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Thermal Effusivity vs Thermal Effusance

September 17, 2019

There is a great deal of discussion and use of thermal effusivity for the measurement of coolness or warmth feel of materials on textiles or fabrics. Although the quantity of thermal effusivity can be expressed in bulk property terms of e = √k∙ρ∙Cρ
, when measured, it is not measured in terms of bulk properties.

e = √k∙ρ∙Cρ

e is thermal effusivity
k is thermal conductivity
p is density
Cp is heat capacity

When a textile or fabric is measured from a surface with short test times by any transient method or instrument, the measured effusivity includes various heat transfer mechanisms, including conductivity, convection and radiation, as well as contact resistance between the sensor and sample. As the dominant property in the thermal effusivity expression is thermal conductivity, which is valid for solids only, the term used to properly describe the measured value is thermal conductance. When considering this point in terms of thermal effusivity, the more appropriate term becomes thermal effusance.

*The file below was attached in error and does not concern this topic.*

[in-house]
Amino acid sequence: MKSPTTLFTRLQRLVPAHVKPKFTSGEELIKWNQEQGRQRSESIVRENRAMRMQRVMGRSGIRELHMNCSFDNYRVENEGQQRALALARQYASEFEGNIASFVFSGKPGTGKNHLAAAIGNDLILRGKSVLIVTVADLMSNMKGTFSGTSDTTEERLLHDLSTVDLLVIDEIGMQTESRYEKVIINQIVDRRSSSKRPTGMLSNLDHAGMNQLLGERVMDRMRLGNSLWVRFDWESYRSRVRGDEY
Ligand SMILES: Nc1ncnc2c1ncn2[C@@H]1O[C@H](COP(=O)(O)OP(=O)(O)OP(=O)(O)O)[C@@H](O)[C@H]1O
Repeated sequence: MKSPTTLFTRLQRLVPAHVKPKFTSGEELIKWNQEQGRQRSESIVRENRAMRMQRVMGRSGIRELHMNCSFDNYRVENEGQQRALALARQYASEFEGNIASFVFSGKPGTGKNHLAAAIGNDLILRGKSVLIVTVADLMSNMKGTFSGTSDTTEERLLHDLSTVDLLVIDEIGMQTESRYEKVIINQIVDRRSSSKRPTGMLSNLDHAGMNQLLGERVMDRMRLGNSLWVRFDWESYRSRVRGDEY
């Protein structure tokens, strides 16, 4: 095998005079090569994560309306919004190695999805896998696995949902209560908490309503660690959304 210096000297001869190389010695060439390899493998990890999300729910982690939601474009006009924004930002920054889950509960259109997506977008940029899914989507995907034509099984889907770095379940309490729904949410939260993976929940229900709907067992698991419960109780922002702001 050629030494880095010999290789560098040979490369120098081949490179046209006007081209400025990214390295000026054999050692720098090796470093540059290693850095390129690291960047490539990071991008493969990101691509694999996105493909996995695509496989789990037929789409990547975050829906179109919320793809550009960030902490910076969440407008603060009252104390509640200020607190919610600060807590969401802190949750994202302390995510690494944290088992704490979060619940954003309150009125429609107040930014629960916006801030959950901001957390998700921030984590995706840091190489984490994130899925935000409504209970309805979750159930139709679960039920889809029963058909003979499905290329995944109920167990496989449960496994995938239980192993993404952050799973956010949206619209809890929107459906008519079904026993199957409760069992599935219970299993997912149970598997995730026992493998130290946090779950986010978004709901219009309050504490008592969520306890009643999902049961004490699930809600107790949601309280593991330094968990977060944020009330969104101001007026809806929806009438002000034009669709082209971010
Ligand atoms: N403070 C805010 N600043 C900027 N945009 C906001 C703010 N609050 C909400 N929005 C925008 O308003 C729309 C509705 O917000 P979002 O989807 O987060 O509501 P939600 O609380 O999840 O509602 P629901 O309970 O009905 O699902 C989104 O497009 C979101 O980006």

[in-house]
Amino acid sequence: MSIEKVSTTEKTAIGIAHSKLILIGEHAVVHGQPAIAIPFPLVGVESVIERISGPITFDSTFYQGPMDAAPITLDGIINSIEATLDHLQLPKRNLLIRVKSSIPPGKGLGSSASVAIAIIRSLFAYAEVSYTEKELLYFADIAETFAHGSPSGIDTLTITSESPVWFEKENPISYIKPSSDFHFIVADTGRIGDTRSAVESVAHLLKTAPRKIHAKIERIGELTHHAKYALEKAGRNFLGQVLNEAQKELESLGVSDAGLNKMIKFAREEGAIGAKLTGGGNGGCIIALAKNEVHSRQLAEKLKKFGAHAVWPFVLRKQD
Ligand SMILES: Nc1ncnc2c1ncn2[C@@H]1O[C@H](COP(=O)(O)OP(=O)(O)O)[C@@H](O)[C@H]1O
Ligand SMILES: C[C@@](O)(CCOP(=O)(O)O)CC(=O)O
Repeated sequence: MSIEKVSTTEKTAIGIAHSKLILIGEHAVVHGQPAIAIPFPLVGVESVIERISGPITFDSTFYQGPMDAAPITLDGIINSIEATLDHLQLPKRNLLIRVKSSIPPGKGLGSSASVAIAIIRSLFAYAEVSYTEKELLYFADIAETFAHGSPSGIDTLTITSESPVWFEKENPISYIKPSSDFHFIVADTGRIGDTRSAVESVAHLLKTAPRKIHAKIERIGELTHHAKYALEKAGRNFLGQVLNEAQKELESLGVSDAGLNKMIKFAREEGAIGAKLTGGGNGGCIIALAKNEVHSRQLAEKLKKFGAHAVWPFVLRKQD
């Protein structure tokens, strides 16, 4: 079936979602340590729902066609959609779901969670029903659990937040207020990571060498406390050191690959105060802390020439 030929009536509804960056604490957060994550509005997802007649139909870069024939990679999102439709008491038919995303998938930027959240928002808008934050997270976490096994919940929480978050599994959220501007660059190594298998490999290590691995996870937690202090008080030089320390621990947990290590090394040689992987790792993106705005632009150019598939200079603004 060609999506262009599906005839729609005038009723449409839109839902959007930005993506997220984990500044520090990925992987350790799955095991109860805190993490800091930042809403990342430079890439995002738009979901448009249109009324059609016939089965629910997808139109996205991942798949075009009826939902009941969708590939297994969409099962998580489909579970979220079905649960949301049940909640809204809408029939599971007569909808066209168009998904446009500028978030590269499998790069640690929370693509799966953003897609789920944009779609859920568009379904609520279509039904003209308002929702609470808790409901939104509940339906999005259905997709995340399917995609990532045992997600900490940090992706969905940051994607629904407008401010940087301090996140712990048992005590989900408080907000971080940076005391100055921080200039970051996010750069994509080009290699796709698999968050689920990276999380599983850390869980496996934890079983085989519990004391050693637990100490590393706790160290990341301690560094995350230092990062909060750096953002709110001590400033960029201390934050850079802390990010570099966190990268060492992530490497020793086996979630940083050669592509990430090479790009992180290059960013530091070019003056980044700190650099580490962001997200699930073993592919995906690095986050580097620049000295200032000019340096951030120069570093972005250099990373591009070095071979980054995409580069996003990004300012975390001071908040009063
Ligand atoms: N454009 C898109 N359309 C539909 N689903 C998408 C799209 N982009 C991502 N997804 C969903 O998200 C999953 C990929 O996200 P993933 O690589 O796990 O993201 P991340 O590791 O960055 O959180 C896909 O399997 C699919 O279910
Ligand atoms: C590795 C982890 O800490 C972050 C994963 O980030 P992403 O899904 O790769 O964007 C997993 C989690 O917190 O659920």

e = √k∙ρ∙Cρ

e is thermal effusance
k is thermal conductance
p is density
Cp</em is heat capacity

A few further thoughts:

1. When measuring non-solids, such as fabrics and textiles for thermal effusance with short test times, the results are most useful for comparison purposes. It allows user to qualitative measure the feeling of coolness or warmth or determine which material is more effusive (conductive) then another.
2. When measuring any materials for thermal effusance with short test times, the thermal conductivity which is often incorrectly expressed in terms of a bulk property. In these cases, the k (thermal conductivity) should not be considered valid and used for only comparison purposes.

What is Thermal Effusivity
What is: Thermal Effusance

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